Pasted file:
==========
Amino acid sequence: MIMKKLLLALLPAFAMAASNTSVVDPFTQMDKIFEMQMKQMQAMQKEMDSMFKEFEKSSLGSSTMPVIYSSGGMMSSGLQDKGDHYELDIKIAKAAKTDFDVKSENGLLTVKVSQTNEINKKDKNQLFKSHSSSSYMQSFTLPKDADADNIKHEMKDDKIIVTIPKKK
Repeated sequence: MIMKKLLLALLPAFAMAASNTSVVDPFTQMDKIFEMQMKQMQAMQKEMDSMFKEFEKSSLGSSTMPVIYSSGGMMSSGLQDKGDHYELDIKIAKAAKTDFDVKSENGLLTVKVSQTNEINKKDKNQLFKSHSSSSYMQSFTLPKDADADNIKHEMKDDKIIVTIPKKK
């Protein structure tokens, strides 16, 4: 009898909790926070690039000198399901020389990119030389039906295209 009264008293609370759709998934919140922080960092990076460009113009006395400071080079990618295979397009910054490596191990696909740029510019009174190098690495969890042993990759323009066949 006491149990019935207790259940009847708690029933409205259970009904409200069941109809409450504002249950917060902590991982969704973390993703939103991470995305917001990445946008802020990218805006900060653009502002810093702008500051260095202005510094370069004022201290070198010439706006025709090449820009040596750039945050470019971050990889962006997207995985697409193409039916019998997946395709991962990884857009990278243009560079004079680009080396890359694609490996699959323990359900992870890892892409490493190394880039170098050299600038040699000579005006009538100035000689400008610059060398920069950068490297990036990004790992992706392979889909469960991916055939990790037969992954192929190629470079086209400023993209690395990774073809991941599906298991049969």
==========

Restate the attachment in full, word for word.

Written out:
Amino acid sequence: MIMKKLLLALLPAFAMAASNTSVVDPFTQMDKIFEMQMKQMQAMQKEMDSMFKEFEKSSLGSSTMPVIYSSGGMMSSGLQDKGDHYELDIKIAKAAKTDFDVKSENGLLTVKVSQTNEINKKDKNQLFKSHSSSSYMQSFTLPKDADADNIKHEMKDDKIIVTIPKKK
Repeated sequence: MIMKKLLLALLPAFAMAASNTSVVDPFTQMDKIFEMQMKQMQAMQKEMDSMFKEFEKSSLGSSTMPVIYSSGGMMSSGLQDKGDHYELDIKIAKAAKTDFDVKSENGLLTVKVSQTNEINKKDKNQLFKSHSSSSYMQSFTLPKDADADNIKHEMKDDKIIVTIPKKK
């Protein structure tokens, strides 16, 4: 009898909790926070690039000198399901020389990119030389039906295209 009264008293609370759709998934919140922080960092990076460009113009006395400071080079990618295979397009910054490596191990696909740029510019009174190098690495969890042993990759323009066949 006491149990019935207790259940009847708690029933409205259970009904409200069941109809409450504002249950917060902590991982969704973390993703939103991470995305917001990445946008802020990218805006900060653009502002810093702008500051260095202005510094370069004022201290070198010439706006025709090449820009040596750039945050470019971050990889962006997207995985697409193409039916019998997946395709991962990884857009990278243009560079004079680009080396890359694609490996699959323990359900992870890892892409490493190394880039170098050299600038040699000579005006009538100035000689400008610059060398920069950068490297990036990004790992992706392979889909469960991916055939990790037969992954192929190629470079086209400023993209690395990774073809991941599906298991049969």